In describing what he calls the "Law of the Harvest", Stephen Covey cites performing on a musical instrument as an example of an endeavor that you can't fake your way through. You have to invest your energy over the long haul in order to attain a high level of performance. This is in contrast to the academic plague of cramming for a test, only to dump everything you "learned" on the test page, most of which stays there instead of in your head. Or faking your way through short-term social interactions with a few slick tricks that won't hold up under closer inspection.

If we don't do something to retain what we have worked so hard to attain, is what we do really any different than cramming for the next exam?

Monday, 1 November 2010

What is Spaced Repetition Learning?

Good question. Spaced Repetition Learning is any method based on scheduling when you will next review a bit of knowledge. For my purposes, however, I'm going to confine my discussion of SRLs to those that: a) deal only with long-term memory (thus eliminating methods such as Pimsleur where the intervals for review are scheduled in seconds, not days,) and b) increase the review interval after each successful review.

My "favorite" SRL system is called SuperMemo, created by Piotr Wozniak (no relation to Apple's Woz). SuperMemo uses a flashcard metaphor for the learning process, but in its latest iteration it is capable of sophisticated multimedia content. Basically, whenever you learn a card containing a piece of knowledge, the computer records the date of learning and schedules the next review one or two days out. Then you are on to the next piece of knowledge until you are done learning new material for the day. The next time you power up the program, it checks for what cards you are scheduled to review for that day and proceeds to test your ability to recall the information. You grade yourself, and depending on how well you remembered the card's info, it will again schedule the next repetition for a date before it predicts you will forget what you reviewed. For a piece of knowledge of average difficulty, the schedule may go like this: 1 day, 6 days, 14 days, 35 days, and so on. If you find that your recall comes very easily, the review intervals may be even longer; more difficult recalls result in shorter intervals, and the occasional lapse will trigger a reset of the schedule because it is now necessary to relearn that bit of knowledge.

SuperMemo boasts an increase of 10-50 times the rate of learning. Don't think, however, that this is going to help you pass your mid-term exams next week (or was it last week?) SRLs are designed to enhance long-term memory, so if you want to remember something a month after the test, this is for you. The real boost to your learning comes from the ability to process new information because your review cycles are made as long as possible without actually forgetting what you learned.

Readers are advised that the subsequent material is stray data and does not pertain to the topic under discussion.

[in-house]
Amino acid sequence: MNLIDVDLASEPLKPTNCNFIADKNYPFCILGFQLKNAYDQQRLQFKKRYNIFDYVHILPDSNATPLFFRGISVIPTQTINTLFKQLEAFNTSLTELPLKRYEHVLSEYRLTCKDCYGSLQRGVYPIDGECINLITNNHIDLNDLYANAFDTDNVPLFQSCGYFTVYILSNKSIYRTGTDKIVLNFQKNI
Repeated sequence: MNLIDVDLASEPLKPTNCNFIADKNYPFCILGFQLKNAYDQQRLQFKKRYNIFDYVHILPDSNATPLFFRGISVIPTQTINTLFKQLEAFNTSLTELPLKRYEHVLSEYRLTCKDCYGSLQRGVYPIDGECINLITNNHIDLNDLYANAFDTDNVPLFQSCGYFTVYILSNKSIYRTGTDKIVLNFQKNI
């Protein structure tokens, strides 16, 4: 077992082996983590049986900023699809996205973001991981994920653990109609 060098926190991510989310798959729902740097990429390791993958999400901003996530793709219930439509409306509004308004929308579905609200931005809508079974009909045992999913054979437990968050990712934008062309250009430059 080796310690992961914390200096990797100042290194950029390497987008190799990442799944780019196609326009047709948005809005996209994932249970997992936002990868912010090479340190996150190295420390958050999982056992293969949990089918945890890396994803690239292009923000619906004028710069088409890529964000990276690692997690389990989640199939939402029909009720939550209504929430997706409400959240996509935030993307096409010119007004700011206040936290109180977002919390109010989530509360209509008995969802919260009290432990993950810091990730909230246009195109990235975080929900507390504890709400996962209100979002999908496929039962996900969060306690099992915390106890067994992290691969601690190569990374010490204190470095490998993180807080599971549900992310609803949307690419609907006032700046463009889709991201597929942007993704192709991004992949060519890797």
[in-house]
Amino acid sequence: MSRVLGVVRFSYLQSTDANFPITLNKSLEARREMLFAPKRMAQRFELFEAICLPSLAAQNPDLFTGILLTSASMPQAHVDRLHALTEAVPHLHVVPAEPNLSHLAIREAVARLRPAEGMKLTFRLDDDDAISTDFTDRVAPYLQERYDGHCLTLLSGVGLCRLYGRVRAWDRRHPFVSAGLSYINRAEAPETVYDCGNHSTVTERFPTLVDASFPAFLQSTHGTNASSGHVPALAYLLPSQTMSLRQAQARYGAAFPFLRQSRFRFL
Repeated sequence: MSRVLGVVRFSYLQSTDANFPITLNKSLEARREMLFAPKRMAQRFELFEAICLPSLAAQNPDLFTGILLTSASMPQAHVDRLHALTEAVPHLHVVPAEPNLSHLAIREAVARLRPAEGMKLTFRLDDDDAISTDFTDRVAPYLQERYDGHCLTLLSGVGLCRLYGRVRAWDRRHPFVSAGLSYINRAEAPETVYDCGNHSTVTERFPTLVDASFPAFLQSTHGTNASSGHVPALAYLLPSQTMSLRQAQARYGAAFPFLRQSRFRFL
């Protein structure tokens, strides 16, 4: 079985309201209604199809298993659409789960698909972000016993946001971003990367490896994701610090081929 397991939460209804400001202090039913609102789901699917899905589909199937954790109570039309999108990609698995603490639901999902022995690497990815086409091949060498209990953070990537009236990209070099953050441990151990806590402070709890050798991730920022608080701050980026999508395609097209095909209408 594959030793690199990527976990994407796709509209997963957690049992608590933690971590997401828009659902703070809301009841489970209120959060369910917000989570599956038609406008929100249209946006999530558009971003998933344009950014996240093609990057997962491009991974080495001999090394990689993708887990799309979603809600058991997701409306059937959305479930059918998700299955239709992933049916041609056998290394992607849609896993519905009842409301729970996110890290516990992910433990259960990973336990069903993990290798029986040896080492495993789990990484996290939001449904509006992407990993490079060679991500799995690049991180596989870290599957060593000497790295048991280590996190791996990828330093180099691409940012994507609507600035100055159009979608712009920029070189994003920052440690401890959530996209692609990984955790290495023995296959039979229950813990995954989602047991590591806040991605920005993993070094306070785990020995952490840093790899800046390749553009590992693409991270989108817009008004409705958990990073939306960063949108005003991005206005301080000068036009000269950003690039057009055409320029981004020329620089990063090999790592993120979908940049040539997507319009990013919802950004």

One other benefit I have found relates to David Allen's Getting Things Done (GTD) methodology. Allen says that a lot of our mental stress comes from our mind's effort to hold on to things we are afraid we will forget, all the "open loops" in our lives. I know that if I put something I want to learn in SuperMemo, I will review it at some future date. That way, even if I have forgotten it, I at least can relearn it. This takes a lot of worry about whether I'll remember something critical out of the equation for my mental stress. And if I have some idea that I want to develop later, I just put it in a queue of items that will eventually work through this process.

I know that there is a lot more information available, so I hope I haven't upset any SR gurus out there by omitting your favorite aspect of the method, or your particular flavor of SRL. After all, that's what the comment section is for!

Sometimes the hardest thing to do is just to start...

Welcome to my blog. I created this site to document and share some experiences and interests related to music, mostly with the saxophone. In particular, I have always been interested in doubling. While I have some experience playing flute and clarinet, I have always wanted to pick up double reeds again. My last attempts, I just realized, were in my undergrad days at BYU, now 14 years gone! Not having instruments made it a little difficult to keep things up, but now I have an excellent opportunity while here at the Army School of Music to work on my doubling skills.

Some other interests I have are related to teaching and learning music. I have been experimenting with incorporating Spaced Repetition Learning methods into my daily routine of practicing. There are quite a few sites out on the web that address SRL for various applications, but as far as I know, none deal with it as a way to learn to play a musical instrument. I've been trying various things off and on since late 2007, and I think I've worked out a few kinks. Anyway, I expect I'll write a bit about my experiences here, hoping to spark some interest and draw from your insights to develop this further.

I also have taken an interest in teaching aural skills concurrently with beginning saxophone lessons. Particularly, I wrote my dissertation on integrating Edwin Gordon's Music Learning Theory with a beginning saxophone curriculum. I would love to develop that further, perhaps even creating some instructional videos that support a "self-teaching" method for those who may not be able to take private lessons for one reason or another.

Well, those are my interests in a nutshell. I expect this blog will evolve as I gain more experience and gather more ideas. Thanks for visiting, and feel free to leave a message.